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  • William Bourne


The second roundtable in Linchpin’s Innovation series on 8th December took a look at recent developments in the area of ESG scoring. Our panel, moderated by Aoifinn Devitt, consisted of:

Luba Nikulina, MD and Head of Research at Willis Towers Watson

Aled Jones, Head of Sustainable Investment, Europe at FTSE Russell

Michelle King, Interim Head of Pensions, Lancashire County Pension Fund

Dr Tom Steffen, Quantitative Researcher at Osmosis Investment Management

Our panel started by agreeing that data scoring individual companies on their ESG attributes is still a young industry. The spotlight now being shone on it has been beneficial both for users and data providers in terms of improving the data and understanding what it means. Physical risks are rapidly becoming financial risks and that means robust data is all the more important to allocators.

All agreed that a level of auditing and standardisation would be helpful, but the point was made strongly that different scorers are using different methodologies and have different biases. It is not surprising that correlations between scores are low, much as investor analyst ratings will differ. Whilst standardisation is desirable, uniformity is not, and investors need to understand and buy into providers’ subjectivity, as otherwise companies can game the data.

One panel member commented that the data should be driven by what investors need to make their decisions. Public disclosure, as with financial data, would immediately create more transparency. In this context a member of the audience noted the recent announcement of and consultation on a possible Sustainability Standards Board under the IFRS Foundation.

The limitations of the current data were picked over: as an example, most data providers ignore scope 3 carbon emission data, which accounts for up to 85% of the total. Panellists argued for more granularity and believed that a single ‘score’ could not pick up the nuances. The view was also put that scoring the S and G was so different from the E that they could not sensibly be combined. One panellist used Tesla as an example: it may score well in terms of green emissions, but very badly on the S and the G.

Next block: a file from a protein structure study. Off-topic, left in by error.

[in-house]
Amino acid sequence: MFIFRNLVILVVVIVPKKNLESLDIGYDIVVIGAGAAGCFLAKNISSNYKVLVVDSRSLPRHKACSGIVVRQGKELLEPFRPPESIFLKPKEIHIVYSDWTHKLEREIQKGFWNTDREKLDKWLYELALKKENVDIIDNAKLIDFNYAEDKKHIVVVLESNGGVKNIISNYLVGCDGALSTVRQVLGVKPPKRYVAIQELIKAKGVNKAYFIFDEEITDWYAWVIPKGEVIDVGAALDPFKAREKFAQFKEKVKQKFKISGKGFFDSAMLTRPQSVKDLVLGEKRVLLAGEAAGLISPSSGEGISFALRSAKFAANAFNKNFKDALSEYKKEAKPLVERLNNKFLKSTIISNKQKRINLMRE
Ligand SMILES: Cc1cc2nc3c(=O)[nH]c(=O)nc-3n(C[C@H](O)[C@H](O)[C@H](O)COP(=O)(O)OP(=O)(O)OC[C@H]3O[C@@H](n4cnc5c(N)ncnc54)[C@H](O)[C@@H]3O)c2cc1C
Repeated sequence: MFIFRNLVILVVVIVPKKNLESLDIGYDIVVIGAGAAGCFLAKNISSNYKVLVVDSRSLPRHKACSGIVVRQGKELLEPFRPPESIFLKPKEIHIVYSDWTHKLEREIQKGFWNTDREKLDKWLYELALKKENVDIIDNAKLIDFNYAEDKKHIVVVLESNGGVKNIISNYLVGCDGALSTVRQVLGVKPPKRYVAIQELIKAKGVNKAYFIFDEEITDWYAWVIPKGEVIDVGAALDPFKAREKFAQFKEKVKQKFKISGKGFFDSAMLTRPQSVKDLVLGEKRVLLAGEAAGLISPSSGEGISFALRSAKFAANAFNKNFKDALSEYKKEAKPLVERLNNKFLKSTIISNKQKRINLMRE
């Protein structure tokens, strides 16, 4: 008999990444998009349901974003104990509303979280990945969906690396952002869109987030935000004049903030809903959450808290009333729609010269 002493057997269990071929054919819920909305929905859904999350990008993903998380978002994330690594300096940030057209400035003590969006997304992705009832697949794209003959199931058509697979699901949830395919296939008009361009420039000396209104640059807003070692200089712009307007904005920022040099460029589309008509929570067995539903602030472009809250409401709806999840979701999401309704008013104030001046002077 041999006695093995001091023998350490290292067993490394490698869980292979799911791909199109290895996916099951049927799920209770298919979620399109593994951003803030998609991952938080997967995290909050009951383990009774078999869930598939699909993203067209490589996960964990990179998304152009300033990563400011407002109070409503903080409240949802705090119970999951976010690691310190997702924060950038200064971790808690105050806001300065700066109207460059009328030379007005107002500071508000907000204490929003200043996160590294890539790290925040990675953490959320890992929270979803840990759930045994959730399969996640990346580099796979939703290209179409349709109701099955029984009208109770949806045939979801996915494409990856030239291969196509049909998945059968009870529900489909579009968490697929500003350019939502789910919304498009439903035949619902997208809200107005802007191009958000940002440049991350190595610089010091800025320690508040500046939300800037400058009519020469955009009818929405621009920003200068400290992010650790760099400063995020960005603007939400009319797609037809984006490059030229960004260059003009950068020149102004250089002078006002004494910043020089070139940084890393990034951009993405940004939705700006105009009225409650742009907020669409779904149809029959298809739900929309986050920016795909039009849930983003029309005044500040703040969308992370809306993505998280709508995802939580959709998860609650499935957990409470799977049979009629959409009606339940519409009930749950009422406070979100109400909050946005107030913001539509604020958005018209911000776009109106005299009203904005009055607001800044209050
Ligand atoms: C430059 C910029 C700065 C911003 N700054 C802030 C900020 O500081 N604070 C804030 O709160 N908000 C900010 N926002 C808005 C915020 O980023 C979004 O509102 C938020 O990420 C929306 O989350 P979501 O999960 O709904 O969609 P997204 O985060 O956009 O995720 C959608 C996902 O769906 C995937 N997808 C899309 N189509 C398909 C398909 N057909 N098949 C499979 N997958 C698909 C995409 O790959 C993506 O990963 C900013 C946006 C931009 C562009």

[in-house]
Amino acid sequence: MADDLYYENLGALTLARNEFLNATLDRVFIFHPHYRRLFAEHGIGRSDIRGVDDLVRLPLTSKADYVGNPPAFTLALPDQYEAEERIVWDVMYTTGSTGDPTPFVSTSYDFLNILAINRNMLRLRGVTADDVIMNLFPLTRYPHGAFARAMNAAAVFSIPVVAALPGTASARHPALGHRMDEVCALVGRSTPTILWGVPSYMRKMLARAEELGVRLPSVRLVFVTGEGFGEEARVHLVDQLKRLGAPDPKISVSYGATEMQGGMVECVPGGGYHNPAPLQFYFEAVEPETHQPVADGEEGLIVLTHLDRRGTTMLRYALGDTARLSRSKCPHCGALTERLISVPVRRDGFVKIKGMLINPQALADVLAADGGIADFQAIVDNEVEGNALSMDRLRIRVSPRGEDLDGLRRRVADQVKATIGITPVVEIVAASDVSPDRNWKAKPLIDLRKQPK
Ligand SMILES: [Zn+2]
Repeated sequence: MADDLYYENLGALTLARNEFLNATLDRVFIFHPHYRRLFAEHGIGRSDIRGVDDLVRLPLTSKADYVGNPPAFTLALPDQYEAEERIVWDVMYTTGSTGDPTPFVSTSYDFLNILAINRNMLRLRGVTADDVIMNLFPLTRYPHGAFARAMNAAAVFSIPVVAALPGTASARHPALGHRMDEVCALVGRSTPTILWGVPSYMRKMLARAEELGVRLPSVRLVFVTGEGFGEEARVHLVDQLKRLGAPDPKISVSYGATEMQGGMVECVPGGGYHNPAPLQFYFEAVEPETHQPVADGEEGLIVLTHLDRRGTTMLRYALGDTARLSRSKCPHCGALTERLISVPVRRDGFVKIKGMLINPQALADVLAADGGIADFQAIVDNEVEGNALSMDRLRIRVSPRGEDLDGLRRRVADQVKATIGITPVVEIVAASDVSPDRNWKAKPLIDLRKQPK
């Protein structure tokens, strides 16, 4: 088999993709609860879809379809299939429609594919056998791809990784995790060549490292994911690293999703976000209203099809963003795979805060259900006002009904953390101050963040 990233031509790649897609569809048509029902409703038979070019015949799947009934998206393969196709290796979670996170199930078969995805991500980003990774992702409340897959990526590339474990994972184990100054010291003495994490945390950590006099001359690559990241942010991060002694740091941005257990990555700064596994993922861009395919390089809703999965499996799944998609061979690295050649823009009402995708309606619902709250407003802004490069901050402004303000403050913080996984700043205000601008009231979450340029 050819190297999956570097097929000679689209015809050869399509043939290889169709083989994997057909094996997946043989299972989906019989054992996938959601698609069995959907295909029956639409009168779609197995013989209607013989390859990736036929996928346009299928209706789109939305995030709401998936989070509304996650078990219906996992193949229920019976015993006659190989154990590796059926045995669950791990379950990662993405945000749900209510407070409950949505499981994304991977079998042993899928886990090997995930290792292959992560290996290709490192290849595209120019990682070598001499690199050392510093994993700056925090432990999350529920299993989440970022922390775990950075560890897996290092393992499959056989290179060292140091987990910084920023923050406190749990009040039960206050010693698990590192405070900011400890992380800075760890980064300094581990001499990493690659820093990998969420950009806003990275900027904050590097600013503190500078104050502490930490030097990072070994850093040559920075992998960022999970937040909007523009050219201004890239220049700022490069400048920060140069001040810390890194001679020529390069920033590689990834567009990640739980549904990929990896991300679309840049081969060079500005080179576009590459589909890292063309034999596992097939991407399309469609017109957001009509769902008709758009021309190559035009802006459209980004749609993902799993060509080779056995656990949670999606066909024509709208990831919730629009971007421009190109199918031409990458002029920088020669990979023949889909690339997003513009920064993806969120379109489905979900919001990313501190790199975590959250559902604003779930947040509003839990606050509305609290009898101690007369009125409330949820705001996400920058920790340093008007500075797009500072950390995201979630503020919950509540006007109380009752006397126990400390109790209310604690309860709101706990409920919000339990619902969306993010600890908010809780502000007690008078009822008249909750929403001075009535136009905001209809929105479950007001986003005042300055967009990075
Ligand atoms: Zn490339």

The debate really started about how investors can and should use the data. Good stewardship and engagement is key, as is raising the bar, but the fact remains that most portfolios are consistent with a 3.5 degree rise in temperatures despite the ‘green-hoping’ for only 1.5 or 2 degrees.

The question was asked whether there was any correlation between ESG scores and outperformance using financial metrics. For example, should investors invest in poorly scoring companies in the hope of improving them? The response from the panel was that correlation today is limited, perhaps because of the data limitations and the fact that they are backwards looking. If allocators choose to invest in lower scoring companies, the panel emphasised the importance of putting effort into engagement.

This led to a further challenge from the audience whether passive managers could meaningfully engage with their large portfolios and still charge their very low fees, given engagement takes resources. The panel responded that a lot could be done through collaboration - here passive investors with their large holdings are important - and secondly that they could raise the bar generally. Some panellists said that lack of resource was no excuse for not exhibiting good stewardship, though there is of course cost associated with this. A member of the audience commented that if investors or managers choose to defer the risks by managing them financially rather than engaging with companies and aiming for real improvements, they are deferring rather than reducing the cost.

A third challenge came on how to score companies who either do not or cannot provide data, and whether providers should use private as well as public data. Some Emerging Market companies were seen as laggards in this respect. The general consensus was to mark companies down where data was not in the public domain but some exceptions were accepted, for example, data on ‘green revenue’ and maybe for smaller or younger companies who don’t necessarily have the resources to provide all the data.

We ended the roundtable with a general discussion on the need to focus on improving the outcome rather than ‘green-hoping’ or ‘green-wishing’. Higher quality data is a key part of that, but it will take a long time and asset allocators need to manage the expectations of their trustees, both on what can be achieved and how long it will take. A plea was made to include forward-looking data, as happens with earnings forecasts. It is almost inevitable that investors will have to choose to prioritise some aspects of ESG over others. The panellists thought that climate change was the most urgent but audience members reminded them that the view the other side of the Atlantic was quite different with investors there often expressly prioritising the S and the G.

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